Governor Patrick’s transportation plan faces vote

State House leaders said Monday that the Legislature will take up Governor Deval Patrick’s plan for increased transportation spending next week, continuing the ongoing battle on Beacon Hill over how much to raise taxes to support increased infrastructure investments.

Last week, Patrick rejected the Legislature’s transportation financing measure, which included an increase in the gas tax, along with other higher taxes. He countered with his own proposal to further increase the gas tax in 2017 if certain Massachusetts Turnpike tolls expire as scheduled, saying it is necessary to have a replacement source of revenue if the tolls are removed.

Speaking to reporters, Senate President Therese Murray and House Speaker Robert A. DeLeo said the House of Representatives would take up Patrick’s amendment July 17 with a Senate vote July 18.


Last week, both leaders condemned Patrick’s revised plan and said they would encourage their respective chambers to reject it. Monday, DeLeo reiterated that sentiment.

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“Speaking, I would think, on behalf of my membership now,” DeLeo said, “I don’t see a real boatload of support for either [an additional] gas tax or a toll hike.”

“The amendment in its present form is unacceptable, so I don’t know what we could do besides straight rejection” he added.

If the House and Senate reject Patrick’s proposal and return the bill to the governor, he would be presented with the option of signing it, vetoing, or allowing it to become law without his signature. If the governor vetoes the bill, both chambers would require a two-third majority to override his veto.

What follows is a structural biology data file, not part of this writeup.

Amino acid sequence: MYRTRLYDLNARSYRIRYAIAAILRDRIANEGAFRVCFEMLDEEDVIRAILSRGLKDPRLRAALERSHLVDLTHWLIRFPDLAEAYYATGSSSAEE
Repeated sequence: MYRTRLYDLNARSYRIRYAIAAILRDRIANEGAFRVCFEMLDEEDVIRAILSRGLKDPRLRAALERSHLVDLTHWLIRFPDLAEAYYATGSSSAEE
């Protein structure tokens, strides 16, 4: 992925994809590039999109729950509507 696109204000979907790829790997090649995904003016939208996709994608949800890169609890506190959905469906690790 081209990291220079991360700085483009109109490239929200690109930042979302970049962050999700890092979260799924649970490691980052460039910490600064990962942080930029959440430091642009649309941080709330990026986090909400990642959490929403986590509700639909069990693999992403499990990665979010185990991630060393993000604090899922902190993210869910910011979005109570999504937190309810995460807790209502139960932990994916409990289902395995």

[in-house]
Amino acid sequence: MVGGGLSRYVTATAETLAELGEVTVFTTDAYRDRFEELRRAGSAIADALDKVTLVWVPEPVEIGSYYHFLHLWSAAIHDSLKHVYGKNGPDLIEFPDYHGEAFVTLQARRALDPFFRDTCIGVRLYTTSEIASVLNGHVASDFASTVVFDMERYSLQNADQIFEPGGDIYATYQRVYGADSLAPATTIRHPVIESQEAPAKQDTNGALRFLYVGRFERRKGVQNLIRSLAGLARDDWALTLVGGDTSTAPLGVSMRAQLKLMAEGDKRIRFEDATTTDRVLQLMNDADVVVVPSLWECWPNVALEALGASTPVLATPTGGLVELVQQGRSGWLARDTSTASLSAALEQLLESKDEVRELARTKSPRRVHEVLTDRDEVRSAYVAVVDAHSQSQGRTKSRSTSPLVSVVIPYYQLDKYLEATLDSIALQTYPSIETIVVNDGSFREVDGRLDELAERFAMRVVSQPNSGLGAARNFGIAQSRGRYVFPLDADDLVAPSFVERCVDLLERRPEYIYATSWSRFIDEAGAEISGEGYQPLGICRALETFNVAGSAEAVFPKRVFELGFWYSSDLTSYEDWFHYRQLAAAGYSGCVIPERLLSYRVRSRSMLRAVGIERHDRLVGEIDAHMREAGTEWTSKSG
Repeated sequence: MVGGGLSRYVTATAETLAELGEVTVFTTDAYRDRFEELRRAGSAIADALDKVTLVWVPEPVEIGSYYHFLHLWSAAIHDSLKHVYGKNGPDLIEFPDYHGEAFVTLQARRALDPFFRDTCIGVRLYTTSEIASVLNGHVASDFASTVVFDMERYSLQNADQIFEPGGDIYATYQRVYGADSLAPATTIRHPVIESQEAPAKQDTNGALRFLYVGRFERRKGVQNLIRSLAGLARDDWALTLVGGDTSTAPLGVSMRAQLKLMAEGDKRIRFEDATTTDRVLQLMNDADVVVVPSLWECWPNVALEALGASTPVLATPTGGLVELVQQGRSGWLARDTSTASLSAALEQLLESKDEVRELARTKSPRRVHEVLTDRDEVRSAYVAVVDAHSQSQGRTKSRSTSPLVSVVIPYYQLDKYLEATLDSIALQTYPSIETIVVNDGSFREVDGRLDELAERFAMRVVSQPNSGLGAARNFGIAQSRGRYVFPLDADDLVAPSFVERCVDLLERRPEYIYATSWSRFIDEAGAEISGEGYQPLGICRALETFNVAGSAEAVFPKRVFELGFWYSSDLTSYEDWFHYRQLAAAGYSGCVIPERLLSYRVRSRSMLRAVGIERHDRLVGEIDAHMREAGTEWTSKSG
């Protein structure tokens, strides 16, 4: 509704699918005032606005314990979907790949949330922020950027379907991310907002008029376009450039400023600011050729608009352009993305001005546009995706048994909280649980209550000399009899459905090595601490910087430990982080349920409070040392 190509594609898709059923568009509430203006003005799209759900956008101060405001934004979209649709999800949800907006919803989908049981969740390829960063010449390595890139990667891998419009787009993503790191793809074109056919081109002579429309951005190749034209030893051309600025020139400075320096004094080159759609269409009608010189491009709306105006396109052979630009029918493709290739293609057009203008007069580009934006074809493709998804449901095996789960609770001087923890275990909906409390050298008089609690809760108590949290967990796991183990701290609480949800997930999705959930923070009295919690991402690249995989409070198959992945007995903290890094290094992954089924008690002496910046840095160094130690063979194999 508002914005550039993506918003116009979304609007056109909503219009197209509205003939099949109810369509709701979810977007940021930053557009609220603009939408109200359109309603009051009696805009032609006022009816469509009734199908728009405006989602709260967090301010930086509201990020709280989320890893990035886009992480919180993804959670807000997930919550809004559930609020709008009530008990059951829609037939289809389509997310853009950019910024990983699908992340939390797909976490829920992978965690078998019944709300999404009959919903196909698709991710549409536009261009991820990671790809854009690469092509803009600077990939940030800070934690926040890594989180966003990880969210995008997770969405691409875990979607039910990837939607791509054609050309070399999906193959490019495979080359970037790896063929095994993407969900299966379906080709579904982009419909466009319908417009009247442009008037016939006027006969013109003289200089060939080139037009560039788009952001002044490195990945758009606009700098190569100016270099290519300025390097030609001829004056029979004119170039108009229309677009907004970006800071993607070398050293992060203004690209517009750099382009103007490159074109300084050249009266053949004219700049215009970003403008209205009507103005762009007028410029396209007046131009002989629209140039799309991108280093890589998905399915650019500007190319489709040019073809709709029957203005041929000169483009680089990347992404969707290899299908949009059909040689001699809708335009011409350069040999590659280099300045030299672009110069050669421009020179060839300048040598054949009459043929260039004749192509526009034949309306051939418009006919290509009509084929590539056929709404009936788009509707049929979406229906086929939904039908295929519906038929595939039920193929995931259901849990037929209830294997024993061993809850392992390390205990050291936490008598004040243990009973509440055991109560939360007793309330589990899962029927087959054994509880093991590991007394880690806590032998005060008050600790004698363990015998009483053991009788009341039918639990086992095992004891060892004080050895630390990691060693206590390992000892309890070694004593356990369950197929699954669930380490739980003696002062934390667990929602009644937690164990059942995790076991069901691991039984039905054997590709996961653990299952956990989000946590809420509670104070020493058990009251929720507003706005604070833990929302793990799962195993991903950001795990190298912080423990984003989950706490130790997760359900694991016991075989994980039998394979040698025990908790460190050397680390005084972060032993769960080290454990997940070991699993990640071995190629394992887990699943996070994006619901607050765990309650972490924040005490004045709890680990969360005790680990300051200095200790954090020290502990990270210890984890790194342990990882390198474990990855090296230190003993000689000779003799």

DeLeo declined to discuss Monday whether he has the votes to override a veto.


A state budget approved last week by the Legislature relies in part on revenue in the transportation bill. The fate of the transportation legislation will directly affect what happens to the state budget, which Patrick is due to act on by the end of the week.

DeLeo said the votes on Patrick’s plan were scheduled next week so the Legislature could see what action the governor takes on the budget.

Patrick canceled his weekly meeting with the two legislative leaders that was set for Monday. Asked why, spokeswoman Jesse Mermell said in an e-mail that the governor was working from his home in Western Massachusetts. She did not provide any additional details. Patrick owns a home in the town of Richmond.

Murray addressed Patrick’s absence as she spoke to reporters.

“If the governor wants to work from home — is there high-speed Internet out there yet? I don’t know,” Murray said to laughter.


“I’m here,” she added.

Joshua Miller can be reached at Follow him on Twitter @jm_bos.